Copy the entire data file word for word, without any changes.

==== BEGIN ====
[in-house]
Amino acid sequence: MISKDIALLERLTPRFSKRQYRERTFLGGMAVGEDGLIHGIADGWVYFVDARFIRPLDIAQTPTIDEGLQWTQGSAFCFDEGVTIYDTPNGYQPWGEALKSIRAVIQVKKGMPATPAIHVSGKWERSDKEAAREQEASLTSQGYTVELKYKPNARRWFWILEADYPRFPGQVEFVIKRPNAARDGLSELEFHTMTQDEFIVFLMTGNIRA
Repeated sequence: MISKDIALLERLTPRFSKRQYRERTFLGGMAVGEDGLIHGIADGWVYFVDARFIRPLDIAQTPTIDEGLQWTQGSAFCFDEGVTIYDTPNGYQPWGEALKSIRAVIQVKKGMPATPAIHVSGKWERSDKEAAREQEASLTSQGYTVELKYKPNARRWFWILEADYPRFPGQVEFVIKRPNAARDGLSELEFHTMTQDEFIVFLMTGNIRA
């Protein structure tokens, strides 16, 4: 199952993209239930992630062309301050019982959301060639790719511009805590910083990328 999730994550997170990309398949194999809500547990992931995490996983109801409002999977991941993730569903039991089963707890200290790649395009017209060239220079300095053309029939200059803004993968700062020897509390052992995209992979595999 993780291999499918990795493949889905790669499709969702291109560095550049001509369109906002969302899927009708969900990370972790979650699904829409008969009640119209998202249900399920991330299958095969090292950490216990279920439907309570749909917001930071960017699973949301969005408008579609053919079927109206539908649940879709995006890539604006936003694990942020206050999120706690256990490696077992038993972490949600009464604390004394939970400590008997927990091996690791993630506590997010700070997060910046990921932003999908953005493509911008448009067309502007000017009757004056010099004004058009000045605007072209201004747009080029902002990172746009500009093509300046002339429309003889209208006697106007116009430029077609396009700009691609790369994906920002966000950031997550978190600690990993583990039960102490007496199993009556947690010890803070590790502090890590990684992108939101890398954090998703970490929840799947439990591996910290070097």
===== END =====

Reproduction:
[in-house]
Amino acid sequence: MISKDIALLERLTPRFSKRQYRERTFLGGMAVGEDGLIHGIADGWVYFVDARFIRPLDIAQTPTIDEGLQWTQGSAFCFDEGVTIYDTPNGYQPWGEALKSIRAVIQVKKGMPATPAIHVSGKWERSDKEAAREQEASLTSQGYTVELKYKPNARRWFWILEADYPRFPGQVEFVIKRPNAARDGLSELEFHTMTQDEFIVFLMTGNIRA
Repeated sequence: MISKDIALLERLTPRFSKRQYRERTFLGGMAVGEDGLIHGIADGWVYFVDARFIRPLDIAQTPTIDEGLQWTQGSAFCFDEGVTIYDTPNGYQPWGEALKSIRAVIQVKKGMPATPAIHVSGKWERSDKEAAREQEASLTSQGYTVELKYKPNARRWFWILEADYPRFPGQVEFVIKRPNAARDGLSELEFHTMTQDEFIVFLMTGNIRA
């Protein structure tokens, strides 16, 4: 199952993209239930992630062309301050019982959301060639790719511009805590910083990328 999730994550997170990309398949194999809500547990992931995490996983109801409002999977991941993730569903039991089963707890200290790649395009017209060239220079300095053309029939200059803004993968700062020897509390052992995209992979595999 993780291999499918990795493949889905790669499709969702291109560095550049001509369109906002969302899927009708969900990370972790979650699904829409008969009640119209998202249900399920991330299958095969090292950490216990279920439907309570749909917001930071960017699973949301969005408008579609053919079927109206539908649940879709995006890539604006936003694990942020206050999120706690256990490696077992038993972490949600009464604390004394939970400590008997927990091996690791993630506590997010700070997060910046990921932003999908953005493509911008448009067309502007000017009757004056010099004004058009000045605007072209201004747009080029902002990172746009500009093509300046002339429309003889209208006697106007116009430029077609396009700009691609790369994906920002966000950031997550978190600690990993583990039960102490007496199993009556947690010890803070590790502090890590990684992108939101890398954090998703970490929840799947439990591996910290070097």